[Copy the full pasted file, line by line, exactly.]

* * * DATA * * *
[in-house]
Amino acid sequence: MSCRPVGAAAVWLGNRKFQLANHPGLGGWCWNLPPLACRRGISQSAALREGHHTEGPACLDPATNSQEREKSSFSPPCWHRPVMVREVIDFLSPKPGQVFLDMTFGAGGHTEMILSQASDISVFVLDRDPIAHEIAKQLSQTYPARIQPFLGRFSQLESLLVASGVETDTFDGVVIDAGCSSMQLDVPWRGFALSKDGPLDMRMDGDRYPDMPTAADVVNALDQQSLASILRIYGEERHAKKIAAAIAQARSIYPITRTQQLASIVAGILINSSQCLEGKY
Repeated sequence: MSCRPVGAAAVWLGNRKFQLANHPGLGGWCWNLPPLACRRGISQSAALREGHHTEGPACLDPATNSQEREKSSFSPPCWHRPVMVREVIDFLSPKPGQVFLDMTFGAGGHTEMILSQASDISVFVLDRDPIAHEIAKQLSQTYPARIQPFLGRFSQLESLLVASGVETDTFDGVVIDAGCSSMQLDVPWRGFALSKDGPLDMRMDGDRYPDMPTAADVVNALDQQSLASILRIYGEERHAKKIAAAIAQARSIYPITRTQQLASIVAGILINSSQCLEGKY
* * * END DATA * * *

[in-house]
Amino acid sequence: MSCRPVGAAAVWLGNRKFQLANHPGLGGWCWNLPPLACRRGISQSAALREGHHTEGPACLDPATNSQEREKSSFSPPCWHRPVMVREVIDFLSPKPGQVFLDMTFGAGGHTEMILSQASDISVFVLDRDPIAHEIAKQLSQTYPARIQPFLGRFSQLESLLVASGVETDTFDGVVIDAGCSSMQLDVPWRGFALSKDGPLDMRMDGDRYPDMPTAADVVNALDQQSLASILRIYGEERHAKKIAAAIAQARSIYPITRTQQLASIVAGILINSSQCLEGKY
Repeated sequence: MSCRPVGAAAVWLGNRKFQLANHPGLGGWCWNLPPLACRRGISQSAALREGHHTEGPACLDPATNSQEREKSSFSPPCWHRPVMVREVIDFLSPKPGQVFLDMTFGAGGHTEMILSQASDISVFVLDRDPIAHEIAKQLSQTYPARIQPFLGRFSQLESLLVASGVETDTFDGVVIDAGCSSMQLDVPWRGFALSKDGPLDMRMDGDRYPDMPTAADVVNALDQQSLASILRIYGEERHAKKIAAAIAQARSIYPITRTQQLASIVAGILINSSQCLEGKY